By Karishma Vaswani
Business correspondent, BBC News, Mumbai
Some Diwali pleasures are simpler than others
It's festival time all over India this week - and in Mumbai, the nation's financial capital, the festivities have begun in style.
Five-star hotels across the city are booked out for glamorous parties, held by Mumbai's elite.
Televisions are blasting the latest Bollywood songs from films that are being released this weekend. It's Diwali - the Hindu New Year - a time for celebration.
Deep in the heart of Mumbai, though, in one of the city's many slums, eight-year-old Raju and his friends are celebrating Diwali in their own way.
Playing with sparklers, the boys are looking forward to their parents spoiling them this Diwali.
The holiday is traditionally a time for Indian parents to buy their children new clothes and gifts. And with the Indian economy booming, even those at the bottom of the economic ladder are feeling richer.
"My mum and dad are spending more money on me this year, " Raju told me, in between a session of setting up off some colourful sparklers with his mates.
Raju is looking foward to receiving Diwali gifts
"They are buying me a new coat and new shoes. We'll be buying lots of sweets - and chocolates, which I love. I am hoping to get many more presents."
Indian children are reaping the benefits of economic growth - especially those who are born to the country's fast-growing middle classes.
It is estimated that about 200 million people now make up the middle classes in India.
Indian parents are feeling far more generous and want to spend more of their rising salaries on their kids.
Spending has become fashionable and is driving up sales at kids' stores across the country. The children's market is expected to grow by as much as 35% a year.
A number of foreign brands are heading to India's shores to capitalise on this growth. Monnalisa, a European girlswear line, launched stores in India this week.
According to reports from the Indian retail industry, global brand Nautica is set to come to India with its children's clothing chain.
And cartoon giant Disney has also launched its apparel stores across the country, with 150 speciality outlets in the pipeline over the next few years.
Disney stores are already making an impact in India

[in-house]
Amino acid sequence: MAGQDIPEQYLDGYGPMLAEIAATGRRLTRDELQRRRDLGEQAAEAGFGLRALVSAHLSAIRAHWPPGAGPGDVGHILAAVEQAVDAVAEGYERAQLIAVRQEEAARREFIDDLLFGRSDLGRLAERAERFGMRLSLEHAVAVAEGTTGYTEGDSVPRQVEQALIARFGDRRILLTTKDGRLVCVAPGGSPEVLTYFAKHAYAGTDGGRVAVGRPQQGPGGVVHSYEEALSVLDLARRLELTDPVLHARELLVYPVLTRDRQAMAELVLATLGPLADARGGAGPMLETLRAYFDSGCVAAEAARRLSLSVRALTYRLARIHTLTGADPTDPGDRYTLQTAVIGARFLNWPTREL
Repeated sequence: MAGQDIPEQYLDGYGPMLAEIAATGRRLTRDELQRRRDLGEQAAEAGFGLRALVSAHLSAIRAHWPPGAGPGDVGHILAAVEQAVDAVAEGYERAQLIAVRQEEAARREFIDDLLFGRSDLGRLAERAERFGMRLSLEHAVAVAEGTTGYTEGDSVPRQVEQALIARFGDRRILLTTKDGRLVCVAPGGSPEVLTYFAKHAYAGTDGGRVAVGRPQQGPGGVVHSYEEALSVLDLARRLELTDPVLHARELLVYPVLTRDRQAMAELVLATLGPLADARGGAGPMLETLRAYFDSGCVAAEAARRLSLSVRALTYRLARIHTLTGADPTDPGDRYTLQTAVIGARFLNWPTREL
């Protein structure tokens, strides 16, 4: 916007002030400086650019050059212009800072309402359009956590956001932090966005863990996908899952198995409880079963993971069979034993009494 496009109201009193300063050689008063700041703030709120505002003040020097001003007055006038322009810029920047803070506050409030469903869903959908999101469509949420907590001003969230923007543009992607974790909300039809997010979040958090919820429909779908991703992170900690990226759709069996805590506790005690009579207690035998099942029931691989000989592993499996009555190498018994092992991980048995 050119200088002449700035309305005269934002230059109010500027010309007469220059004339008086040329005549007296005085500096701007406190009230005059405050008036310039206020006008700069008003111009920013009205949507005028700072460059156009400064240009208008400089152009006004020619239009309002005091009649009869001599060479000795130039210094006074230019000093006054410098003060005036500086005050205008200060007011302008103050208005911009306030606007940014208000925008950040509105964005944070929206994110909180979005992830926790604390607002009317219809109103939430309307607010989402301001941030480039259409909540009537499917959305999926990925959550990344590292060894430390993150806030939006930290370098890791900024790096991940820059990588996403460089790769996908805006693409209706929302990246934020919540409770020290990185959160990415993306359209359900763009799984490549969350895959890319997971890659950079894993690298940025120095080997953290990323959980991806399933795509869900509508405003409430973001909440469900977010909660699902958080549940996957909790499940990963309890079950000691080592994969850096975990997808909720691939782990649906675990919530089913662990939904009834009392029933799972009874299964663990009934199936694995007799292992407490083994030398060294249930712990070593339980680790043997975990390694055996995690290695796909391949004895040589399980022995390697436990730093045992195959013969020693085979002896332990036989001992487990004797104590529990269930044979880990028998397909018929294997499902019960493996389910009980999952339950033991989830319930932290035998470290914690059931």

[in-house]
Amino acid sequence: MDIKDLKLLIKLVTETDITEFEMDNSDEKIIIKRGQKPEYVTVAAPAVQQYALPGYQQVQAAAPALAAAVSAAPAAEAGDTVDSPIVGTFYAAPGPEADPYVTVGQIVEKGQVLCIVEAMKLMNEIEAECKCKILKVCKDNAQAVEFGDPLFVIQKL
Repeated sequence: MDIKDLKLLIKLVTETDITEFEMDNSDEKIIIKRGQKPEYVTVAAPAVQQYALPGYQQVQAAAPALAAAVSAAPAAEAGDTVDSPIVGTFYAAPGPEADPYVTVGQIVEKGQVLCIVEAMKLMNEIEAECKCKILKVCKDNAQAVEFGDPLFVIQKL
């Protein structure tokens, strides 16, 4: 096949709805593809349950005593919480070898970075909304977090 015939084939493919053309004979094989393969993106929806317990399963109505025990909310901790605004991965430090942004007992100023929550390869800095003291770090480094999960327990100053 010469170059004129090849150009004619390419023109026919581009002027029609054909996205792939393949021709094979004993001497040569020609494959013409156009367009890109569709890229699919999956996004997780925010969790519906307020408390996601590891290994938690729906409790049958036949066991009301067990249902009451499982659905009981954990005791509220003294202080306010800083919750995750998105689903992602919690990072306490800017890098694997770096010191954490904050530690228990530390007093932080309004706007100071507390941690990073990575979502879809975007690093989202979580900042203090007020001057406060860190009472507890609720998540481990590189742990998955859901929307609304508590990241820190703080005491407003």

To reach out to Indian children, Disney started broadcasting two of its channels in regional languages in 2004.
Building a brand that kids here can associate with is vital for its success as a business, media experts say.
"In our research, we've found that children are fast becoming the influencers in Indian families' spending habits," CVL Srinivas, chief executive of Maxus in Mumbai, told me in one of the Disney speciality stores in the city.
He heads a media buying firm and is largely responsible for selling Disney's brand in India.
"The numbers are quite revealing: 66% of Indian kids have articulated a brand preference to their folks - an average of 47% of kids are curious about their parents' purchases across different categories.
"And an average of 40% of kids even suggest brands to their parents. The Indian child is fast becoming the decision-maker in terms of purchasing in Indian families."
But just around the corner from the Disney store in Mumbai, there is a stark reminder that not all of India's children have the same opportunities.
Armaan is missing out on the economic boom
For millions of Indian children, it's a struggle merely to earn money, let alone spend it.
The United Nations estimates that between 12 and 60 million children here work to make a living, despite a recent ban on child labour.
Armaan is a scavenger in Mumbai. He collects used plastic bottles from Mumbai's filthy canals and sells them to shops nearby.
He makes $2 a day doing this work. He says he would like to go to school, but cannot afford to.
India's children may be its future, but as yet, not all of them are included in the country's economic growth.